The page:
The receding waters of Lake Pamamaroo which makes up part of the Menindee Lakes system (Image: AAP/Dean Lewins)

When in trouble, this government looks to what its Coalition predecessors did when confronted with similar problems. On that basis, expect billions in taxpayer dollars to be fired at National Party electorates in coming weeks. Especially after Saturday’s NSW election.

While victory, and hopefully majority government, for Gladys Berejiklian is a win for NSW and a bullet dodged in the form of the wretched NSW Labor Party, the results from rural and regional NSW should induce a feeling of nausea. Not merely is the far-right Shooters Party, which wants to loosen gun laws, expand coal-fired power and hand the Murray-Darling back to irrigators, likely to pick up two more lower house seats, but in the NSW Legislative Council, around 11% of voters statewide saw fit to vote either for the Shooters and One Nation. 

That is, little more than a week after the events in Christchurch, one in ten NSW voters voted in the upper house for parties that either want softer gun laws or preach hatred against Muslims and want to implement apartheid in relation to Indigenous Australians.

The Shooters’ vote is a cry of rage from the far west of NSW, with its two new lower house seats in Barwon and Murray (a large chunk of the west, and south-west, of the state, respectively) and its upper house vote strong in the inland: Bathurst, around 14%, Cootamundra and Dubbo over 15%; Northern Tablelands over 13%; Tamworth over 15%, Orange — retained as a Legislative Assembly seat — 32%, Wagga, 11%. One Nation’s upper house performance was more regional than rural — 13.5% in the Southern Highlands outside Sydney, 10% in Lake Macquarie and Goulburn, 11% in Cessnock, over 12% in Camden outside Sydney and nearly 10% in Campbelltown, in addition to the ~10% One Nation polled as well as the Shooters in more rural electorates. In several electorates, 20-30% of voters are prepared to support extremists in the Legislative Council.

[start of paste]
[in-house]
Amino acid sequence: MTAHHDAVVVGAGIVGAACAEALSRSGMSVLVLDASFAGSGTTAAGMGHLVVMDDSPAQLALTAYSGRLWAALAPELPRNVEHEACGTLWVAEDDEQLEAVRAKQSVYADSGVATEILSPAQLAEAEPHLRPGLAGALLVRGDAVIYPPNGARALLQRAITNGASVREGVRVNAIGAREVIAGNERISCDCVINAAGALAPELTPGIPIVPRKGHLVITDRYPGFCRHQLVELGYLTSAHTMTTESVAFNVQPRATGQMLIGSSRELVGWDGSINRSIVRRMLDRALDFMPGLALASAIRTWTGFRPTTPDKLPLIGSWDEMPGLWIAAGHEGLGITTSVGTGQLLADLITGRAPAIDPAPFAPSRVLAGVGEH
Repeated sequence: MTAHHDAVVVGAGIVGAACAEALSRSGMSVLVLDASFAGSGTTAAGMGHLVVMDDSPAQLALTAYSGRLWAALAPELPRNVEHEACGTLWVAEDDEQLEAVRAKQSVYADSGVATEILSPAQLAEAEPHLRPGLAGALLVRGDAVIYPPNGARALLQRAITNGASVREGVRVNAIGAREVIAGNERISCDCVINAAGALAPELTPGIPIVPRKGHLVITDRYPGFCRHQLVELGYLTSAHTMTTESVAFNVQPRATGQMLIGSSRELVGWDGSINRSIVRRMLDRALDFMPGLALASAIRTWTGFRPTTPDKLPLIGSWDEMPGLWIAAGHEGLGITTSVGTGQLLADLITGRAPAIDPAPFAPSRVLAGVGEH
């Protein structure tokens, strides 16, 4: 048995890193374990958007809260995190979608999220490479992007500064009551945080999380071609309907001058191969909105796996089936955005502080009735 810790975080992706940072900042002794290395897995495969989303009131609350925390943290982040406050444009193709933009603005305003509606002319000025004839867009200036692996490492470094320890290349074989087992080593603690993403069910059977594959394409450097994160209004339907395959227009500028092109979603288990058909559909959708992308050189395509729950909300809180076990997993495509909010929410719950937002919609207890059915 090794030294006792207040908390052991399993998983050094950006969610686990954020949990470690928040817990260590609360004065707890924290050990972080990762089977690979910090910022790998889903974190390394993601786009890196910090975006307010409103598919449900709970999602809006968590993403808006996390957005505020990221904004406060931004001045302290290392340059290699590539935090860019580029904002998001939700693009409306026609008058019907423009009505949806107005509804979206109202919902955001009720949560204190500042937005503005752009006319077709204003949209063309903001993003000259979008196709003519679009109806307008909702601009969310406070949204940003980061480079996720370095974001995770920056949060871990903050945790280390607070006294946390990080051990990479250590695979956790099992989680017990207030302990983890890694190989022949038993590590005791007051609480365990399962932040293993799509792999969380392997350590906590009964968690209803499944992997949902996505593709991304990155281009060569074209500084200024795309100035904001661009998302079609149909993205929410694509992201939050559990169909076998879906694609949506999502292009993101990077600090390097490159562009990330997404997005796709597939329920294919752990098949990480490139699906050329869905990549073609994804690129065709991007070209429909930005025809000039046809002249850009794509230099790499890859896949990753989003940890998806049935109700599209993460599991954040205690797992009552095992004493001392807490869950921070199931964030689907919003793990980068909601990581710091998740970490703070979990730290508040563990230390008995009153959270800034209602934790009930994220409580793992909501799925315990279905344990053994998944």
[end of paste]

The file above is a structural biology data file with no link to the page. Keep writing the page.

All this is on top of Queensland, where Hanson and her hatemongers are routinely polling ~15% statewide and twice that in regional electorates — so much so that LNP MPs are terrified of upsetting Hanson by not preferencing her.

The Nationals haven’t quite reached the same point of panic as in the late 1990s after the Queensland state election, when One Nation won 11 seats off the Nationals, but they’re close, and they’ll respond the same way. The Howard government, which had slashed regional programs to the bone when it first came to office, responded by pouring more money into regional areas (culminating the blatant rorting uncovered by the ANAO in 2007). John Anderson, then Nationals leader, gave a speech saying he was less concerned about One Nation than about Australia dividing into two nations — an apt description of NSW at the moment. Anderson led a Howard government commitment to focus on regional communities struggling with long-term population decline and the removal of services from small communities.

So expect the pork barrels to be aimed squarely at regional NSW and Queensland between now and the election as Scott Morrison looks to repeat the trick — though they only have two months, not two years, and in Michael McCormack the Nationals don’t exactly have another John Anderson. Barnaby Joyce is convinced he could do a better job, but he might want to ask some rural women about how they view the unresolved allegations of sexual harassment against him.

The issue that really hurt the Nats in western NSW was water. The Shooters have dramatically increased their vote promising to bin the Murray-Darling Basin Plan and give irrigators as much water as they want.  The issue is so toxic the Primary Industries Minister Niall Blair abruptly announced he was leaving politics yesterday, despite being re-elected to the upper house.

The problem for the Nationals is where to go on water. They’ve tried to have it both ways on the MDBP federally and in NSW — claiming to supporting the Plan, but implementing it entirely in the interests of irrigators — in Joyce’s case, explicitly so. This hypocrisy eventually became apparent even to urban voters when industrial-scale, government-tolerated water theft was revealed. But it’s not good enough for rural voters who appear to hate the very idea the river system should be managed sustainably and back a party that dismisses environmental flows as “sending water to South Australia”. As much as on coal, as much as on climate change, and as much as on preferencing Australia’s premier party of hate speech in Queensland, the Nationals can’t move on water without sending a clear signal to urban voters that the Coalition is totally out of touch with mainstream views in the electorate.

That leaves the pork barrel. Stand by for Regional Rorts II.

Will the Coalition attempt to buy votes in NSW and Queensland ahead of the federal election? Write to [email protected] and let us know.

Peter Fray

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